Paul asked me to review this one a couple of weeks ago and, not being familiar with the musicians, I agreed. Well, I’d heard Chris Pitsiokos but that was it. I thought it might be nice to approach it from the perspective of surprise so I intentionally avoided looking anything up on the internet about the band or the individual players. I chucked it on in the car for the first spin, which turned out to be a really terrible decision. I felt like I was being assaulted by total chaos that was completely out of step with navigation, vehicular or musical. I spent the rest of the week avoiding the album, dreading the very real possibility of forcing myself to either write the review that will keep food off these guys’ tables – or pass the album onto another reviewer. Since total chaos isn’t something I normally loathe, I also hoped that the next spin would show that I simply played it at the wrong time and location. When I finally kicked back and closed myself off from the 9-to-6 world & put this sucker on, I heard a completely different recording jump out at me. Halfway through, I became convinced it might even be the best album I’d heard in ages! That’s the thought that stayed with me. I’ve played it several times since and it keeps improving as the each layer is revealed.
There is a NYC downtown Celluloid vibe going on here. Contortions do Ornette vs. Ornette does Contortions. Prime Time without the guitars and add more No Wave. It’s nearly impossible to grasp initially – other than those general surface observations – but when it does take hold (and boy, does it!), it takes you to a completely new and unusual landscape. It’s a busy insect world of controlled chaos. The music does not ebb and flow in the conventional sense. Instead, it Exists - and grows upward and outward in stature. It is Monumental. It’s also the Last Exit album you always wanted to hear.
Bassist Noah Punkt makes an art of pedal worship, creating a sound world completely his own. (He also recorded and mixed the recording.) Sometimes I think this might stand up as a bunch of short pieces instead of three long ones – mostly because there are so many about-face changes; but how do you do that with music that is basically ONE LONG PEAK no matter how many sonic mood changes have been made? This thing is its own beast and one would be wise to leave it alone. Thankfully, Punkt is on intimate terms with wisdom. It’s definitely a more challenging listen this way, but ultimately a more rewarding one as well.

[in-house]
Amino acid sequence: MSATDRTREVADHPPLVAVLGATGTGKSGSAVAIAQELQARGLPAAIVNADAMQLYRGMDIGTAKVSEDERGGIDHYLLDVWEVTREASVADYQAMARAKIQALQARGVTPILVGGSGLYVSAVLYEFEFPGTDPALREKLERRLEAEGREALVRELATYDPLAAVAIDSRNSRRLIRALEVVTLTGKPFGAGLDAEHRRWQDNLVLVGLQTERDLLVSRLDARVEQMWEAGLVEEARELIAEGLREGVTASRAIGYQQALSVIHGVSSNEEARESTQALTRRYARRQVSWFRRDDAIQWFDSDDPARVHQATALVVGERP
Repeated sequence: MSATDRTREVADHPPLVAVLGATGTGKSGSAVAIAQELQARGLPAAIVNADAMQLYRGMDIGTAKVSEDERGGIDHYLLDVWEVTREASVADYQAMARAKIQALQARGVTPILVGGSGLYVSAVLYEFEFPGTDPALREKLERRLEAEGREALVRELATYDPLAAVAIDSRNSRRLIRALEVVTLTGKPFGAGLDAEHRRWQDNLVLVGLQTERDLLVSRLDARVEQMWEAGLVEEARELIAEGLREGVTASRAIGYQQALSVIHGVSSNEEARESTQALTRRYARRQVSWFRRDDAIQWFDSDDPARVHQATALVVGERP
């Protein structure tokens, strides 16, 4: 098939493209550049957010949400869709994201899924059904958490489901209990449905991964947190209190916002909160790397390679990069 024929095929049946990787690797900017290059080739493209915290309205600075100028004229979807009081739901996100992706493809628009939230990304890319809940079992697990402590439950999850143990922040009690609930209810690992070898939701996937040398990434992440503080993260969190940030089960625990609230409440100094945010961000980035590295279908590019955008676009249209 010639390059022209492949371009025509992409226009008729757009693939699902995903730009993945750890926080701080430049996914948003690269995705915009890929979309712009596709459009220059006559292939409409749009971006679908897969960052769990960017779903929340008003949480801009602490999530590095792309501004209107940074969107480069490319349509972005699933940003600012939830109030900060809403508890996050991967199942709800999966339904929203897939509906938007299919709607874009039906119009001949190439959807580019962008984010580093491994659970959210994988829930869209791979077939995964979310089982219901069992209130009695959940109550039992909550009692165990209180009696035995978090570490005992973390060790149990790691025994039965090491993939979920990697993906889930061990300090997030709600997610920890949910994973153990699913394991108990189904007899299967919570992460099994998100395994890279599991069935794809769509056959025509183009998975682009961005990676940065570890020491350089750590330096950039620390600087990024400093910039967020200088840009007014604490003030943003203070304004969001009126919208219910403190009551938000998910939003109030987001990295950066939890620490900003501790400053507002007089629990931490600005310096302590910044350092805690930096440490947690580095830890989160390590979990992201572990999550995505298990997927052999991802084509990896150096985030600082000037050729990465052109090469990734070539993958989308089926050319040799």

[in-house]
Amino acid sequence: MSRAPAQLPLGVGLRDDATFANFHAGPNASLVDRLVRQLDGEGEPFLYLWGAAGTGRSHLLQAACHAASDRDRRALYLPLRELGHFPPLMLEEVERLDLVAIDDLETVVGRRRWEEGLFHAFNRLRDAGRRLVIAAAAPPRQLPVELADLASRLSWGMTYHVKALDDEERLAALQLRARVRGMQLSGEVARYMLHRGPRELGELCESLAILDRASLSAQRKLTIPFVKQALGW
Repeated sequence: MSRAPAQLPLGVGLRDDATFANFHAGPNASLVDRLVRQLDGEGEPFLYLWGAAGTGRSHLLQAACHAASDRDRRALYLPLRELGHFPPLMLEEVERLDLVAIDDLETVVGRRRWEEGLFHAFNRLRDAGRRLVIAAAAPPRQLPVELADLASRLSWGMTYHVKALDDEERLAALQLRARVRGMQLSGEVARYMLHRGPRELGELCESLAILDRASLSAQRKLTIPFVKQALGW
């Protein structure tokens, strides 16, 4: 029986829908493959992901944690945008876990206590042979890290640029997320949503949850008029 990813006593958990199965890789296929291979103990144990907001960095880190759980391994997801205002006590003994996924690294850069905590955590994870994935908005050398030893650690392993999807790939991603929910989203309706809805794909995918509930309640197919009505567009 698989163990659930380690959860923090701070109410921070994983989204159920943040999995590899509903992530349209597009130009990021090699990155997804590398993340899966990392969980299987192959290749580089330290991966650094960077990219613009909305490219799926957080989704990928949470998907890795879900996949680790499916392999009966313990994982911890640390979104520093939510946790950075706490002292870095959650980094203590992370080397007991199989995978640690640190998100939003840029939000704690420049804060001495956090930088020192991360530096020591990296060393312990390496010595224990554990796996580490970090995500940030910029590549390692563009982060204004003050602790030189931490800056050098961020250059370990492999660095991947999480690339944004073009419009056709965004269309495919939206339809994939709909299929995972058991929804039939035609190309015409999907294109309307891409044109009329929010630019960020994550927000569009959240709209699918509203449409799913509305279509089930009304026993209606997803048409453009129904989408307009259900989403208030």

There are moments where saxophonist Pitsiokos’ phrasing turns over on itself repeatedly, like an M.C. Escher drawing. And there are moments where he is as spiritual as Coltrane ever was (if Trane played within the anti-structure of a No Wave improvisational band. And maybe toward the end of his career he kinda invented that anyway.) Mostly I think Pitsiokos is the ultimate band player here, goading the group into functioning as one multi-directional hive of constant activity. It probably goes without saying that his playing is masterful throughout. But there it is anyway.
Drummer Phillip Scholz propels everything constantly upward (rather than forward), pushing Punkt and Pitsiokos in ways that escalate tension and promote creative responses. Sometimes he and Punkt form an alliance and create huge waves on which Pitsiokos has to try to remain afloat. Again, the idea is to keep things in constant motion while maintaining a never-ending peak. Entire nests of hungry birds are fed. Ships are built and sent out to sea. Books are written and studied and misinterpreted and reinterpreted. Mountains are climbed and then chopped down and used for kindling and the smoke rises and creates storms that water the fields which grow the food which feeds the music which builds another giant goddamn mountain to be climbed.
To speak analytically about this music seems not only futile, but irrelevant. At the end of the disc, the only thing that makes sense is to hit “play” again. Cyclical, life-affirming, never-ending, wonderful stuff.